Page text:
When jazz went from swinging to rocking fusion-style in the '70s, some electric bassists went from holding the bottom of the music to wailing on the top; as much as anyone else onstage, they now commanded attention as soloists. Stanley Clarke was one of the new-style string-slappers, first with Return to Forever and then (and to this day) as a headliner, reputedly the first bassist to headline worldwide tours. His concert in the DTE Energy Smooth Jazz Series begins at 8 p.m. and is broadcast on WVMV-FM (98.7) as it unfolds on the Music Hall stage, at 350 Madison Ave., Detroit; 313-887-8501; $39.50-$62.
Roald Dahl's Willy Wonka
The musical version of Roald Dahl's Charlie and the Chocolate Factor also known as Willy Wonka hits the east side this week. This version of the play features the tunes everyone knows ("The Candy Man," "I Want it Now!" and "Pure Imagination" not those "updated" tunes from the Johnny Depp film remake) as well as prizes and treats from the Rocky Mountain Chocolate Factory for the kids. Performances are 10:30 a.m. and 2 p.m. at the Macomb Center for the Performing Arts, 44575 Garfield Rd., Clinton Twp.; 586-286-2222.
Saturday and Sunday 3 and 4
33rd Annual Maple Breakfast and Festival
FUN FOR ALL
You don't have to hail from Nowheresville, Vt., or own the latest from the North Face winter collection to appreciate a good maple syrup tapping. The folks over at the Cranbrook Institute of Science see their annual Maple Breakfast and Festival not only as a fun activity for the whole family, but also as a way to teach kids about dendrology (the study of trees). That's the ticket: Manipulate those taste buds to spark an interest in the natural world! Breakfast seatings are at 9, 10 and 11 a.m., and festival activities commence at 1 p.m. At 39221 Woodward Ave., Bloomfield Hills; 248-645-3200; science.cranbrook.edu.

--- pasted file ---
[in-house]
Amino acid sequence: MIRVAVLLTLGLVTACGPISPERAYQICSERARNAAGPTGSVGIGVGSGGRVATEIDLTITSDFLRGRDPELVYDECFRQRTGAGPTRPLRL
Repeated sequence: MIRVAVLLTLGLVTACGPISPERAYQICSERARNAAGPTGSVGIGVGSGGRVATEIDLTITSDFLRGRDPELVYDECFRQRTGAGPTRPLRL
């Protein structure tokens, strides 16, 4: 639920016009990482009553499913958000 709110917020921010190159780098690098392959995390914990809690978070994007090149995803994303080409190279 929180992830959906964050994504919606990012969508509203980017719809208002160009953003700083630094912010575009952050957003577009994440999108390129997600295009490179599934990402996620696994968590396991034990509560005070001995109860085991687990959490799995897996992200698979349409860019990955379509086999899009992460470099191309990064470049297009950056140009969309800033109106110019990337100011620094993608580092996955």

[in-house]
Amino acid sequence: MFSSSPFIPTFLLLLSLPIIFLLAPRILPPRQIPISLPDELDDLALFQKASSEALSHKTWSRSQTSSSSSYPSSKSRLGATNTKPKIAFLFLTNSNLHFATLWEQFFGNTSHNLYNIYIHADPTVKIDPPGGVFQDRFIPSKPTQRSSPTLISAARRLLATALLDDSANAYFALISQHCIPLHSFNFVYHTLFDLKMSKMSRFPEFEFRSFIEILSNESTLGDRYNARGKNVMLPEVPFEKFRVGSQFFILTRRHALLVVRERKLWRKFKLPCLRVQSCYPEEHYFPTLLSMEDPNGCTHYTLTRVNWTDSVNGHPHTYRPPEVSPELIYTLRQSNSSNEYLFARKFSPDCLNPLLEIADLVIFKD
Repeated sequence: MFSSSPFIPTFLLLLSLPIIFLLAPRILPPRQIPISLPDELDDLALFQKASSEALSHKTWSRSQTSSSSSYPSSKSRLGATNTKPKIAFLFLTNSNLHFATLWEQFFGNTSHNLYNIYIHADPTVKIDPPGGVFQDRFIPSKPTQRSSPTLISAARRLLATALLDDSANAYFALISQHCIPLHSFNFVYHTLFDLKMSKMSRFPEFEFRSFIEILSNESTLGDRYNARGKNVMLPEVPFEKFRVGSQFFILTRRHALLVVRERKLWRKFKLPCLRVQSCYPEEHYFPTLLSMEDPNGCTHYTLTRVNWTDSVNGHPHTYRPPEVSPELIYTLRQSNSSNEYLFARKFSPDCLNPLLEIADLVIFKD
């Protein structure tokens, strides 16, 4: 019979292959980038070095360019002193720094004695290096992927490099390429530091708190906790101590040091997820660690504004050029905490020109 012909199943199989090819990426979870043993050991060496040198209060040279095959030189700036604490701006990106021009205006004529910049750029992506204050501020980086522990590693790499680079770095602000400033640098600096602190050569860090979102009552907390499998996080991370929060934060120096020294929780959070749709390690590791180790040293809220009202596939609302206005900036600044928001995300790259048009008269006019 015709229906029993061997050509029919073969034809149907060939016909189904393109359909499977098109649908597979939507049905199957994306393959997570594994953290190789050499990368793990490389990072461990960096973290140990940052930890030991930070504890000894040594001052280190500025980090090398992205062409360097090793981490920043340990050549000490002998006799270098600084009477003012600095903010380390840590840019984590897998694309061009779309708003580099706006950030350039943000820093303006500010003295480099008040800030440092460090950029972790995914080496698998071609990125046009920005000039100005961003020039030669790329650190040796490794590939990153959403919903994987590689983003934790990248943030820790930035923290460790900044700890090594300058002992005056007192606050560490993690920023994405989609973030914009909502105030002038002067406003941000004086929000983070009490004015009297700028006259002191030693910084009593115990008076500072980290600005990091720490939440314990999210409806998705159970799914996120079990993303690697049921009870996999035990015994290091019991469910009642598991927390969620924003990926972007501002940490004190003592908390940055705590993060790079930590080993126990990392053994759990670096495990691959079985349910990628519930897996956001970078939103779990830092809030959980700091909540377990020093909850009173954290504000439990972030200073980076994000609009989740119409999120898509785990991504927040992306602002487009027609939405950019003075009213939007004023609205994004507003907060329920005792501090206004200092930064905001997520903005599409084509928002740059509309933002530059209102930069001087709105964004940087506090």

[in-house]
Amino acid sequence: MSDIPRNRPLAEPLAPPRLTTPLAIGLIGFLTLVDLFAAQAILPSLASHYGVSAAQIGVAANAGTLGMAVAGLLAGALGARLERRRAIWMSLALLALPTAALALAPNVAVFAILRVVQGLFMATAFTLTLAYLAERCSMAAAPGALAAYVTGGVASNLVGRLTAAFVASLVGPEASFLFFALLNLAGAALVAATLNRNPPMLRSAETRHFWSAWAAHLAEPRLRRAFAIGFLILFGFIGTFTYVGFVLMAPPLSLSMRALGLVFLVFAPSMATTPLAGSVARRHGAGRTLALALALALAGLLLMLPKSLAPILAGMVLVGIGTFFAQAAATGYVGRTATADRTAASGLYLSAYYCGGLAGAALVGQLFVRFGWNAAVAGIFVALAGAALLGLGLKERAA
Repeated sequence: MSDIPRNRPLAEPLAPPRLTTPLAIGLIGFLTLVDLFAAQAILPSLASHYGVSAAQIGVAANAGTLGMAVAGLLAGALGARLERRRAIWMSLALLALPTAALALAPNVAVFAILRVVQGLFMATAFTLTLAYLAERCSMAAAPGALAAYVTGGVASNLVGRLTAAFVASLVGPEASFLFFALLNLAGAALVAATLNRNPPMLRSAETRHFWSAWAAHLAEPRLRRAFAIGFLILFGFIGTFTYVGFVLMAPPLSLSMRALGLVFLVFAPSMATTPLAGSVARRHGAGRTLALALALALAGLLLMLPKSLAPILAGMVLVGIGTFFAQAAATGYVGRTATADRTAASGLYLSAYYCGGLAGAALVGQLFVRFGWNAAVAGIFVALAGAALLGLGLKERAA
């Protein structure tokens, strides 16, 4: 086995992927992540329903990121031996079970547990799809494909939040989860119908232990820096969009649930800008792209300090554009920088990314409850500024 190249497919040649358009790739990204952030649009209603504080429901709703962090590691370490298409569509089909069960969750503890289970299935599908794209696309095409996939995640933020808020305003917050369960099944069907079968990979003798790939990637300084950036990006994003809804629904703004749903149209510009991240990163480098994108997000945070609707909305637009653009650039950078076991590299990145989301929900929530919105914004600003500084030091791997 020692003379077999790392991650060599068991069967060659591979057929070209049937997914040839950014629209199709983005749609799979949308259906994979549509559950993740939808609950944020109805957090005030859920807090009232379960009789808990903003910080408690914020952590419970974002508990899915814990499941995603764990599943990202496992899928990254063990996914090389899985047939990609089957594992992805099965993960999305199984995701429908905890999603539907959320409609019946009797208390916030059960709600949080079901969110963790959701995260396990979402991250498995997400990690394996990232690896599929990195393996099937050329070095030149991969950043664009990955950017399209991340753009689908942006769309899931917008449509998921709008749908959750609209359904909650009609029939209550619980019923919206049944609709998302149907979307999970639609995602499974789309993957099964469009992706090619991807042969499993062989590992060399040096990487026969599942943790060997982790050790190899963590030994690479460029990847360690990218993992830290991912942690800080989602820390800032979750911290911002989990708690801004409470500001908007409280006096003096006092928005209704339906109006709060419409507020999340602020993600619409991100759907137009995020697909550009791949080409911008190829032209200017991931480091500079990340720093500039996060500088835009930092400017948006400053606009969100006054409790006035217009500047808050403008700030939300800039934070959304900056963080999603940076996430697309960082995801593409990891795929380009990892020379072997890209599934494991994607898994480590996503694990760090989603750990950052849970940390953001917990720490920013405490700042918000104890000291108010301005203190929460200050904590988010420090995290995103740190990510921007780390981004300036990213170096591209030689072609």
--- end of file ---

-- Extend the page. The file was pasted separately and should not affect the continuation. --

The seasoned rock 'n' roll wonk might equate "Aqualung" with the doom-y Jethro Tull jam about the homeless, but today's music fan knows Aqualung as the baby-faced Brit with a flair for personal hygiene and melody. More akin to Chris Martin after a mani-pedi than to Ian Anderson in a broom skirt, Aqualung is adult contemporary in mod's clothing. His latest, Memory Man, takes direction from OK Computer, and though detractors call it stuffy, self-congratulatory, wanker rock there's something to be said for the guilty pleasure of British piano pop. At the Magic Bag, 22920 Woodward Ave., Ferndale; 248-544-3030.
Lisa McCall may not have experienced the heyday of Detroit’s Black Bottom neighborhood, but she’s researched it to the point of inviting old timers in to peek at her re-creation and help her shape it. McCall — who studied with the Alvin Ailey troupe and handles choreography for Aretha Franklin — has created her Blues Rhythm as an homage to Detroit’s black dance and music scenes of yore. The world knows about Harlem’s Cotton Club. McCall is giving some play to the kind of jumping jazz and R&B that was the mainstay for Detroit clubs like the Flame Showbar. Built around fresh arrangements of jazz standards, the revue features tap dancers, chorus lines, singers and a multi-star band led by Vaughn Klugh and including the likes of Marcus Belgrave, Dwight Adams and James Carter. A special dinner-preview Thursday, March 1, benefits B.A. Karmanos Breast Cancer Institute, the center treating McCall, herself a cancer survivor. Friday-Saturday-Sunday performances follow through April 8; doors at 7 p.m., show at 8 p.m. Call 313-587-2300 for more information. At Bert’s Warehouse Theatre, 2727 Russell, Detroit. See Metro Times’ cover story on McCall and her Musical.Eve Doster is the listings editor of Metro Times. Send comments to firstname.lastname@example.org